It then became very clear that this was not going to be a good night for me. As much as Courtney had had heatstroke over the past view days, I had similarly been suffering a heat injury myself, though considerably more mild. I had also been careful with my water intake on the bus, as I didn't particlarly want to be using the rather dark, dingy, and smelly toilet, if I could help it. This combination of factors, meant that I was on the cusp of dehydration, and by being sick, I had just pushed myself over the precipice. This was very bad.

    By the time we were getting onto the bus to head to Chiang Mai, I had been sick a further two times, and was now bringing up bile as body convulsed, trying desperately to rid itself of anything in my stomach. On the bus, I was forced to visit the tiny little toilet with an alarming frequency, every twenty minutes, as my body revolted against me. All the time I knew that I was becoming more and more dehydrated, and that was only going to make the problem worse.

    And with that, I settled on the executing my worst idea ever, and consciously ingested a compious quantity of water, in the hope that at least some of it would make it past my stomach, and into my blood. Drinking two litres of later, I used every ounce of my now very limit mental ability, to hold that water down for as long as I could. I managed 35 minutes, and then a torrent of water was expelled from stomach. Fortunately for me, it was a lot less than what I had ingested.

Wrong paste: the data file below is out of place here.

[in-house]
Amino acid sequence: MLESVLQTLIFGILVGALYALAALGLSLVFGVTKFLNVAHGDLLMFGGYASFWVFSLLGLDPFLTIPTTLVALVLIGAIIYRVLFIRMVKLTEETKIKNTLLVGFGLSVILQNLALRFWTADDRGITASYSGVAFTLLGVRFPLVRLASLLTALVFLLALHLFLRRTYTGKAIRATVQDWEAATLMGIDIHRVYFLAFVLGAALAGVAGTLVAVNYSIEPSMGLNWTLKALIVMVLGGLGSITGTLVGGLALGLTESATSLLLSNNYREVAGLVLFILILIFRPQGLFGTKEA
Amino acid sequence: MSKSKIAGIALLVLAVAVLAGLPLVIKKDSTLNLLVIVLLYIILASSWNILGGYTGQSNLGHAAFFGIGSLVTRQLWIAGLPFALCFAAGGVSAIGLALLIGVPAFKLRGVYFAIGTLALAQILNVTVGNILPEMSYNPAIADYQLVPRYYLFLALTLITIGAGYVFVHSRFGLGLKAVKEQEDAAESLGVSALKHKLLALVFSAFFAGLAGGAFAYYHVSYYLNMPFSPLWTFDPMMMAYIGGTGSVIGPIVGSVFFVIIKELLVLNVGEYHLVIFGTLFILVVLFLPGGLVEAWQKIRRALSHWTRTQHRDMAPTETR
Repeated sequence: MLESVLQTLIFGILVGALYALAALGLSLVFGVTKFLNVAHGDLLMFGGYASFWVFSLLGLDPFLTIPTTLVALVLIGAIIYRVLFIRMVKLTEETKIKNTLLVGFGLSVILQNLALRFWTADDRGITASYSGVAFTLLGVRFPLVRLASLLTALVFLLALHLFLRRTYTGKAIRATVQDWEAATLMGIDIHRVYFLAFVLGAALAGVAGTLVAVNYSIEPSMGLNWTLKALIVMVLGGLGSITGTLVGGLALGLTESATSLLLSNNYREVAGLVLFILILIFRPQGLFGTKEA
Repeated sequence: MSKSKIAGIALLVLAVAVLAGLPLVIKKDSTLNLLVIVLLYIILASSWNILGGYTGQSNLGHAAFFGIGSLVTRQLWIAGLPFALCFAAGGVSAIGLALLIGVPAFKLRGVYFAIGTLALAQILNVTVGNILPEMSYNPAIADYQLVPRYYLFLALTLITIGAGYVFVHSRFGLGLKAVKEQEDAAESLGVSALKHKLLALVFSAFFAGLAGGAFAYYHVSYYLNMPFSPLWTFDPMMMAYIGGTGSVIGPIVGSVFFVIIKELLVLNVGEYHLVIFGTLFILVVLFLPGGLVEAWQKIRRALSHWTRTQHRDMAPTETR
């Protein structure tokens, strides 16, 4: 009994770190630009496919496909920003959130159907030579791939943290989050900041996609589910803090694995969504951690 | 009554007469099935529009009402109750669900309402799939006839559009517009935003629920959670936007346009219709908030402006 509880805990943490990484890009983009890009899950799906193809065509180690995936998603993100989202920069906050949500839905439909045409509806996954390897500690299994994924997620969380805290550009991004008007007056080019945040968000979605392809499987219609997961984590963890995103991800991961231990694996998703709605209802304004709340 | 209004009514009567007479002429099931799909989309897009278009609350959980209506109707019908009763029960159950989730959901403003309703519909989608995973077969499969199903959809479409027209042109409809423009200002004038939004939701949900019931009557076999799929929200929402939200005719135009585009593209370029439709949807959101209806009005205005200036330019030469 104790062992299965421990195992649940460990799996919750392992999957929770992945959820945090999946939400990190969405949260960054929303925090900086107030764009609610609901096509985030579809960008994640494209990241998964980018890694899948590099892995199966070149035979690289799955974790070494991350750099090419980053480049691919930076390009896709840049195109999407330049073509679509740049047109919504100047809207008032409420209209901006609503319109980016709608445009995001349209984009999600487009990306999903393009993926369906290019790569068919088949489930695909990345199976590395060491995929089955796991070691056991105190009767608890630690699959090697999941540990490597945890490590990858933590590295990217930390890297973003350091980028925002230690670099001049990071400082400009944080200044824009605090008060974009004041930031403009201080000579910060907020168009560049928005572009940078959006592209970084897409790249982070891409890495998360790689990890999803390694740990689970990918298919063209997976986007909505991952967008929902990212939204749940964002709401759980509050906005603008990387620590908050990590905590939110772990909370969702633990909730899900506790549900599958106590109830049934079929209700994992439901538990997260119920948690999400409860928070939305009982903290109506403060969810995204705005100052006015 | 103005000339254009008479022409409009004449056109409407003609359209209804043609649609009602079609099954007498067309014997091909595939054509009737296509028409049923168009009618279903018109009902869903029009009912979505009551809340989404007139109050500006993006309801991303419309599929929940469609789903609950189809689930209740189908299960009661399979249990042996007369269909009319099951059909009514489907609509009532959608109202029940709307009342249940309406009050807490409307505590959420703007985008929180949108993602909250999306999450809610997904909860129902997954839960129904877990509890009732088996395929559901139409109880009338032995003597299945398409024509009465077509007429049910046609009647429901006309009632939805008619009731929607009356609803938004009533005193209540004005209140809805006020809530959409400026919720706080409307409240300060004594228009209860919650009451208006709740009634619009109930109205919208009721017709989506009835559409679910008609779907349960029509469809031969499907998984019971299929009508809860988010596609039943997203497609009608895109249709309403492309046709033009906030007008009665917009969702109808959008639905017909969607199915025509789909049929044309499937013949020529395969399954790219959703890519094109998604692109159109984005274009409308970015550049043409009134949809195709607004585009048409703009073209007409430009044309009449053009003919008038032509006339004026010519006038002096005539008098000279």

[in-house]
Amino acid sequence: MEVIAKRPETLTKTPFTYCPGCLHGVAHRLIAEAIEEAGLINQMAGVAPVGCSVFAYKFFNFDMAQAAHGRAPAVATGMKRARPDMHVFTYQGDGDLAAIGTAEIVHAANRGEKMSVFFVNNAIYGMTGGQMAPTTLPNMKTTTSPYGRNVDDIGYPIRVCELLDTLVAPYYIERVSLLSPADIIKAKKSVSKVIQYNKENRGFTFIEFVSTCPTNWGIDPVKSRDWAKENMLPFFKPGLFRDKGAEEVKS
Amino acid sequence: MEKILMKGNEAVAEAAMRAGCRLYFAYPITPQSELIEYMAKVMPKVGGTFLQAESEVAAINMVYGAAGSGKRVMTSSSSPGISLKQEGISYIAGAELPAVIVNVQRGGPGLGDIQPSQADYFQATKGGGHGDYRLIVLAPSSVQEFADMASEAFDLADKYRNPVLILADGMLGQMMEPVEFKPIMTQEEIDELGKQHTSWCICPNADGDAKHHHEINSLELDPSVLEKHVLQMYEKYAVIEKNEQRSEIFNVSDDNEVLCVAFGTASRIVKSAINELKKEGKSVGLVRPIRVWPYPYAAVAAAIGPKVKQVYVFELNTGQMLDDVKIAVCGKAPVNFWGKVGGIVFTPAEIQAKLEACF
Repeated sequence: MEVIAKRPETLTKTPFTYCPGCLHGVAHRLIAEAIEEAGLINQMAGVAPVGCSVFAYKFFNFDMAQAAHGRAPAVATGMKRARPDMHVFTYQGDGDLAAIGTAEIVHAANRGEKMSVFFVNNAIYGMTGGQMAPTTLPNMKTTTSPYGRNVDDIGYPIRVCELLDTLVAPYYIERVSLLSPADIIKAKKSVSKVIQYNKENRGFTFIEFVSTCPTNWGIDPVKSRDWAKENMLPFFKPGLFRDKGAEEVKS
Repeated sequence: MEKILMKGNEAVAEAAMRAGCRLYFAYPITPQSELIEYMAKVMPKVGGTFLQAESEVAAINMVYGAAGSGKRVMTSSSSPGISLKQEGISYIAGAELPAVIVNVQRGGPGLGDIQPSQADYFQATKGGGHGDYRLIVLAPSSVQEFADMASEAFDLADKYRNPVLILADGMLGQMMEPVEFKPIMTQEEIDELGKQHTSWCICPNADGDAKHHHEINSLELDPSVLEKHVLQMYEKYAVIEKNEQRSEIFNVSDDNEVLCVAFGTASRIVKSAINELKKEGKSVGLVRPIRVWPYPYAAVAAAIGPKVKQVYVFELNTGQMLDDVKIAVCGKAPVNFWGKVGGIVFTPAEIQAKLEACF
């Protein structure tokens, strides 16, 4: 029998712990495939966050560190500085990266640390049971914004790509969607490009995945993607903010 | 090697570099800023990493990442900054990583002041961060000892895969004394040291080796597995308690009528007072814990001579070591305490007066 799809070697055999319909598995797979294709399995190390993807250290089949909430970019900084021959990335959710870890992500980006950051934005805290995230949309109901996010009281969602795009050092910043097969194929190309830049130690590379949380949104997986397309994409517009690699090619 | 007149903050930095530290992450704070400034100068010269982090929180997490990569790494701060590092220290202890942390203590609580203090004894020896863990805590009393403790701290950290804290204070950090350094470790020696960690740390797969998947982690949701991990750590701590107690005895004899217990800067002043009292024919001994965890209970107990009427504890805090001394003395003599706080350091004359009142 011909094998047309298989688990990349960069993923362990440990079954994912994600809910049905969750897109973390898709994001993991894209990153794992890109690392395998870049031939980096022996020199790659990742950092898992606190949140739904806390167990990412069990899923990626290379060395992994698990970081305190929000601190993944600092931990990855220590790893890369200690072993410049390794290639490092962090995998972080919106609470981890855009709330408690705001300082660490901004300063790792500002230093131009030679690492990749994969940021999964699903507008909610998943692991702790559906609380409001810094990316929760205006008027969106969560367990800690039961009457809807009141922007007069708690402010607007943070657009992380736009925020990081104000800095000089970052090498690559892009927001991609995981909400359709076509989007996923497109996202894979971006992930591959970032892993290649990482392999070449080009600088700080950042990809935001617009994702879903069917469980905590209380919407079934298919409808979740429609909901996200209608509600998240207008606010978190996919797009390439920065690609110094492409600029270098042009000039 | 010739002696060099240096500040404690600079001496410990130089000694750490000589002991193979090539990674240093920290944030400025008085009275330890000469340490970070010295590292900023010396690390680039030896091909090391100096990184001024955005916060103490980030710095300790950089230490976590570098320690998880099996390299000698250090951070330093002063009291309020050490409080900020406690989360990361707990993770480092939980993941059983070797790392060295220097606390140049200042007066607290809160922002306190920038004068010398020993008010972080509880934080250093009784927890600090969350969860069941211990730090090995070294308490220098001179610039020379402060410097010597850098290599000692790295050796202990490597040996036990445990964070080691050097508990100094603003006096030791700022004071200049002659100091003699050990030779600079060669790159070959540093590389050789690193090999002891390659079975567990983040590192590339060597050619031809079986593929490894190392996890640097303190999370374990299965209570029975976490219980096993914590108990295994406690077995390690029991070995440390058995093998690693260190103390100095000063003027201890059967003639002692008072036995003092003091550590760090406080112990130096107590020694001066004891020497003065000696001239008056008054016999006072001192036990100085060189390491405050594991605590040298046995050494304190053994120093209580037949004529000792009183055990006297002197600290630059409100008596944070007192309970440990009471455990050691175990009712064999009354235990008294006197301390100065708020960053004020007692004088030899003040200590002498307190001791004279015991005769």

Seeing as my cunning planned had worked so well the first time, I repeated the trick again. This time, I held the water down for just over an hour before I was forced to make a run to the back of the bus. I even had time to get like 20 minutes of sleep.

    And while all this was going on with me, I hadn't really had that much time to register that the accommodations on the bus itself, were not the best. The seats were narrow. You needed the body of a small child to fit into them. The leg room was negligible. Anything over 5 foot tall, and they were just too small. And the seats were crammed in tighter than Ryan Air could ever manage on a plane. This meant that when the person in front of you put their seat back, they ended up in you lap. And you had to spread your legs to ensure that the back of their seat was able to recline all that way too. It was awful, though I only registered that at the very end. For Courtney, it was a full 10-11 hours of hell.

    It was a tough day. A very tough day.
    Read more

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Khlong Talat